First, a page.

Given the heightened competition, how is Metbelosa positioning itself to remain the leader of meter producers in the fast-paced Indonesian market?
The Indonesian KWH meter market is led by 3 major Japanese companies, namely Fuji, Mitsubishi and ourselves, and one American company, Itron. These players are present all over the world and we are already used to competing against them in most every market. For this reason products and strategies are naturally suited to compete with such companies because our goal is to differentiate ourselves from them on a global scale.
As part of the global trends, we are now moving to pay more attention to smart grids and smart metering, which is something we wish to do here in Indonesia as well. We have to newly develop products directly linked to the smart grid, which is why Osaki recently just completed a merger with Singapore-based EDMI. EDMI is a medium-sized electronic metering company that is very competitive in European markets and especially in British Commonwealth countries. Osaki does not have a significant presence in such markets, which is why this merger will create great synergies for us on a global scale.
In response to all these opportunities we are soon to complete our second factory here in Indonesia, specifically designed to produce electric KWH meters only. We are hoping to complete the construction of our new facilities by the end of May 2012 and will begin production one month later.
Considering your choice to further invest in Indonesia by building additional manufacturing facilities, what are the advantages that this country offers to produce locally?
The first advantage that Indonesia offers is its large pool of human resources and labor power that is known for its high performance and commitment to quality. Furthermore, this labor is still available at a competitive cost, which is something that China, for example, is having a hard time to maintain. The other advantage of producing locally is simply the ability to effectively supply the local market, which is extremely attractive, with a population of 240 million, simply because of its sheer size. Indonesia’s GDP is comprised mostly of local demand, close to 70%, which is quite unique when compared to other ASEAN countries. Any manufacturer in Indonesia has the advantage of producing its products locally and having them consumed here as well.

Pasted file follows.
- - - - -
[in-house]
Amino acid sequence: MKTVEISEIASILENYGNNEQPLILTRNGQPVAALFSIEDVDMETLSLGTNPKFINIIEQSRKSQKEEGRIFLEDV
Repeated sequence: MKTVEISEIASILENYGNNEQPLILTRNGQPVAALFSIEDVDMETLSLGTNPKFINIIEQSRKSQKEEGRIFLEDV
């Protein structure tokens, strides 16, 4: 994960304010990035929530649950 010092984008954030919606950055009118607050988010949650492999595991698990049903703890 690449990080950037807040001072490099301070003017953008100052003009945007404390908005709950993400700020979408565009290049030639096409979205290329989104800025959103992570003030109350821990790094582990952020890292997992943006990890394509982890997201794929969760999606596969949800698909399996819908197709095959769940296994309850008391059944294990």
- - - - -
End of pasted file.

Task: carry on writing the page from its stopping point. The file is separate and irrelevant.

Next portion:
Speaking about human resources, how do you attract and retain the most-skilled workers in the industry?
In my opinion it all comes down to the philosophy and culture of the company. If there is a general culture of respect and mutual understanding, then employees will automatically want to work here and will not be tempted to leave their jobs. The most important element is to make sure that everyone is happy to work together as this generates faithful employees that care about the work they do. One last thing is to maintain the trust between you and your employees, because as soon as this is broken, then the relationship will fall apart. At the end of the day it is almost like a big family, and as we are Japanese we have the same values as Indonesians, which places family first.
Since 2009 the transmission and distribution of electricity has also been opened up to private companies. Even though, until now, there has been very limited activity in this regards, what prospects do you see to target private companies in the future?
For the time being our sole focus in the Indonesian market is to supply to PLN, as they are the single buyers at the moment. In the future, if other opportunities present themselves we will certainly explore them. We have no problem in supplying to other customers, but for now this is not one of our priorities as there is more than sufficient demand from PLN.
What would you like to achieve for Metbelosa over the next five years?
I am counting that PLN’s shift to pre-payment and smart meters will continue beyond a decade, and it is my aim to have Metbelosa supply this shift. Our mission is to produce the largest quantity of meters as possible to meet PLN’s demands and to compete with all the companies in the market. In order to do this, my mission is to improve Metbelosa’s profitability and cost structure in order to grow the company and make it healthier. At the end of the day, all of our efforts are in the interest of improving the lives of Indonesian people and assisting the country in its social and economic development.